Community reconnects after tragedy


A meeting at Bluffs Park Sunday offered a place for neighbors to connect and reconnect with each other after the fire and find assistance.

By Melonie Magruder / Special to The Malibu Times

A community meeting designed to “Connect… and Reconnect” was held at Bluffs Park Sunday afternoon in an effort to bring together victims of the fire last week and residents who wish to help them. And, as evidenced by the lack of available parking, it was well attended.

Organized by Mayor Pro Tem Pamela Conley Ulich and local family therapist Susan Stiffelman, among others, the event served to inform residents who lost their homes that help is available, remind them of the necessary steps to take in beginning the road to recovery and, most of all, assure them, in the words of The Malibu Timed Publisher Arnold G. York, “This difficult time will pass and you will get through it.” (Arnold and hi wife, Karen York, lost their home in the 1993 fires and went through a three-year rebuilding process.)

While children kicked soccer balls in the park and the Malibu Softball Team fielded base hits, the Federal Emergency Management Agency and the Red Cross set up large trailers in the parking lot for residents to register claims and receive assistance. Other organizations, including the Chamber of Commerce, set up tables providing clothing, water, lodging options, services and sign-up sheets for donors able to offer everything from baby-sitting to low-cost housing.

“Isolation is the enemy of survival,” Stiffelman said in opening remarks. “And we will work together to see this community survive.”

Residents were assured that there is, indeed, method to the madness of finding one’s way after the tragedy of losing a home.

“The operative word is to organize,” Times co-Publisher Karen York said. “We are all here to help do that,” referring to the “Operation Recovery 2007” Bulletin Board, published in the Times, as well as ongoing efforts by community organizations to assist in the logistics of more complicated aspects of insurance claims.

“Remember,” Arnold York warned, “filing a claim means that you are now on ‘the other side’ of an insurance companies’ best interests.”

Roger Bush, representing the Small Business Administration, emphasized that loan representatives were on hand with FEMA. “The number one thing is to get registered with FEMA,” he said. “We have low-interest rate loans available to homeowners.”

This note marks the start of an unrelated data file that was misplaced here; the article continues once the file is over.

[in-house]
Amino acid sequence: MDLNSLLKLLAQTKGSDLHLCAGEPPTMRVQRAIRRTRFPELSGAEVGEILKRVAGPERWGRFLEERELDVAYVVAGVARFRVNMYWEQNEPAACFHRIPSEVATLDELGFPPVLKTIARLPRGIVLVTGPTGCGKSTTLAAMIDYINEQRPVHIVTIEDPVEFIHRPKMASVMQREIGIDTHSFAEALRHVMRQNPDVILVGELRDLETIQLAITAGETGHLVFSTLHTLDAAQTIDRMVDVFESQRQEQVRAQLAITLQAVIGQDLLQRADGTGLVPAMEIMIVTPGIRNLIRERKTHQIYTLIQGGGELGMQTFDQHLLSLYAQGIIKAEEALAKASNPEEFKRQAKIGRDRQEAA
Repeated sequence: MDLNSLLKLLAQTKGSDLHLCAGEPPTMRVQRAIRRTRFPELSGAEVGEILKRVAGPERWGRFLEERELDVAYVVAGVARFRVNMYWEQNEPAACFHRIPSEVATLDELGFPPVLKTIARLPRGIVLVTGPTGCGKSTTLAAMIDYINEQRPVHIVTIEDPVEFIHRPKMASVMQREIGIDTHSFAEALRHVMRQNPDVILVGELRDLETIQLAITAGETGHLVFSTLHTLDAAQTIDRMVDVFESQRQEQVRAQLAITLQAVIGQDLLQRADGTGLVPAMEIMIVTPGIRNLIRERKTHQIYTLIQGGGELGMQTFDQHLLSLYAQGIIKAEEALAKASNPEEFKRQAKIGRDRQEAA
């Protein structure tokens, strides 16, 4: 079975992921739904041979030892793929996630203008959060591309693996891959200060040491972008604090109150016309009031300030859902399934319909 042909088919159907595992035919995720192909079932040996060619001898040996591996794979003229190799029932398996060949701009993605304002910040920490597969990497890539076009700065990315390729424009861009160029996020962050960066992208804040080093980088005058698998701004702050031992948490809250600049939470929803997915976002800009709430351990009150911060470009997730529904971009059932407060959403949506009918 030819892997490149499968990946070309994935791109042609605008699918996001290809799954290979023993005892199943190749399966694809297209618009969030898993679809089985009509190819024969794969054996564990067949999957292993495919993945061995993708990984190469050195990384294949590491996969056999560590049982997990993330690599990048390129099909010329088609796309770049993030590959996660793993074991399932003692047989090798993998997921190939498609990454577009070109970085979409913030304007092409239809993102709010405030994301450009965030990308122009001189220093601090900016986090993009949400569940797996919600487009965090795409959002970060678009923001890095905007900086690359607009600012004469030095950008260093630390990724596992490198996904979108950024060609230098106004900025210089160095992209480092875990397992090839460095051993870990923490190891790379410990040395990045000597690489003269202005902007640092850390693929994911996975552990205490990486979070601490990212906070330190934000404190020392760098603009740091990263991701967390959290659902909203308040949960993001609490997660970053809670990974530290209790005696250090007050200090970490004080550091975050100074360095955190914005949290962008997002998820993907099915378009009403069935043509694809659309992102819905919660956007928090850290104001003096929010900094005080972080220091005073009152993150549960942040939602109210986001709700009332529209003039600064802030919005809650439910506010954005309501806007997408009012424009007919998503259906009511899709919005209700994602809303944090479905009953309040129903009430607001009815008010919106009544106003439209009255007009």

Further solace was offered by singers Hannah Mulholland and Tommy Funderburk, as well as interfaith blessings by Malibu’s religious leaders, including Rabbi Judith Levi of the Malibu Jewish Center & Synagogue and Pastor Greg Hughes of Malibu Presbyterian Church, itself destroyed in October’s fires.

Chumash elder Alan Salazar offered prayers while sweeping burning sage smoke over listeners with a large white feather. “You all know what a Native American man thinks about government officials,” he said to laughter from the gathering. “But they are here to help.”

Mel Jenkins, FEMA’s field public information officer, said the agency had already received 155 applications from residents.

“That’s prior to today,” he said. “The help we can offer depends on applicants’ qualifications and degree of insurance. We partner with the city, county and state to develop grant applications to assist in housing and other needs. It might not seem like it’s happening fast enough, but it’s happening.”

They were words of small comfort to some residents who have literally lost everything. Wendy Keller is a literary agent whose home in Corral Canyon burnt to the ground.

“PTSD [post traumatic stress disorder] is a weird thing,” Keller said. “I am a successful businesswoman, but today I am homeless and on food stamps.”

Keller and her 15-year-old daughter were absent during last week’s fire, but they lost a family dog.

“The firemen were able to save one baby photo for me,” she said. “I had just finished a $45,000 remodel 10 days before the fire. Now I’m looking for a place to rent while we rebuild.”

Corral Canyon residents Gladys and Michael Sanson were returning from a visit to a Buddhist monastery in Japan, when they saw a news flash about the Malibu fire.

“We called our son and he told us that the only thing left standing was our safe,” Gladys said. “Mike and I married 10 years ago and merged two households. So china, silver, pictures, furniture … nothing was recoverable. But we were spared. For that we are grateful.”

Alyssa Pascucci has three sons and was evacuated from their home at 5 a.m. Saturday morning. “By six, the house was gone,” she said. “I was remodeling the interior and now I’ve lost renters who were helping to pay my mortgage. My insurance won’t cover the square footage of what I’ve lost!”

Because her house was insured under California FAIR Plan, Pascucci has no coverage to help with housing during her rebuild. “I had four different policies on my house,” she said. “I need to find a place to live. You gotta be kidding me.”

Pascucci’s plight underscored the most pressing immediate need for victims of the fire. “People need a place to stay,” Stiffelman said. “There is no low-cost housing available to rent in Malibu.”